|From the Barrel of a Gun|
|Random Nuclear Strikes|
|Only Guns and Money|
|The View From North Central Idaho|
|Armed and Dangerous|
|Hell in a Handbasket|
|View From The Porch|
|Guns, Cars, and Tech|
|Irons in the Fire|
|Snowflakes in Hell|
|Shot in the Dark|
|The Smallest Minority|
|Sharp as a Marble|
|The Silicon Greybeard|
|3 boxes of BS|
|Of Arms and the Law|
|Bacon, Alcohol, Tobacco, Firearms, Explosives|
|The 1968 Gun Control Act|
|Rocketry Hobbyists versus the BATFE|
|Third Circuit rules New Jersey can continue to confiscate firearms from travelers|
|Government is just a term for things we do together|
|Protestors oppose guns for upcoming ESPN Games|
|300 days of IRS abuse|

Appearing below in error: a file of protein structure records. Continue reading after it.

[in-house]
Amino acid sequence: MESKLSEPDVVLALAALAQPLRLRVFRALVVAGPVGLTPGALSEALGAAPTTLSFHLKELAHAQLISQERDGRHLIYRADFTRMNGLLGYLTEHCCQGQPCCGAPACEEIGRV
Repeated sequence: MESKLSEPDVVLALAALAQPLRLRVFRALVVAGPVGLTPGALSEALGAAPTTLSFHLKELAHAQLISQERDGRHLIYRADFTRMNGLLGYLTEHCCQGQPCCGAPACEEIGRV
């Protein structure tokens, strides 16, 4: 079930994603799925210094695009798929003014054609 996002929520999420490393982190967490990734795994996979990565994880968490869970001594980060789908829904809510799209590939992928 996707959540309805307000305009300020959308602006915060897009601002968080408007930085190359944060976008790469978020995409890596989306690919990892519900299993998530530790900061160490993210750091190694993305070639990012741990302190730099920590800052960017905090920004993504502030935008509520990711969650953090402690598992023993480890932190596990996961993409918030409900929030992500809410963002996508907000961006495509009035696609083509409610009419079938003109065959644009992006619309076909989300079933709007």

|A technical note on content versus metadata|
|Boomershoot 2009: Media Day|
|Building a Boomershooter|
Unlike tags now used to enforce curfews for general criminal offenders, which communicate on localised radio frequencies, the new device uses global satellite positioning technology. This will allow probation services and police to pinpoint the wearer anywhere in the UK to within three metres.
The device is capable of providing a detailed diary at the end of every day of where the user has been.
The electronic diary can be studied remotely by experts to build up a profile of the offender which will help them predict whether the person will offend again.
So, in short, we have a device that records its own position on a continuing basis and reports that to police, who then try to analyze the individuals behavior patterns to predict recidivism rates. We have an initial application to sex offenders, always an easy group to target ("SAVE THE CHILDREN!"), but applied post-release when they have served their sentence and, in theory, have their rights restored. And we have a prior program of similar nature applied, it seems, to offenses as minor as a curfew violation.
Britain has truly become a living hell. And it's only getting worse.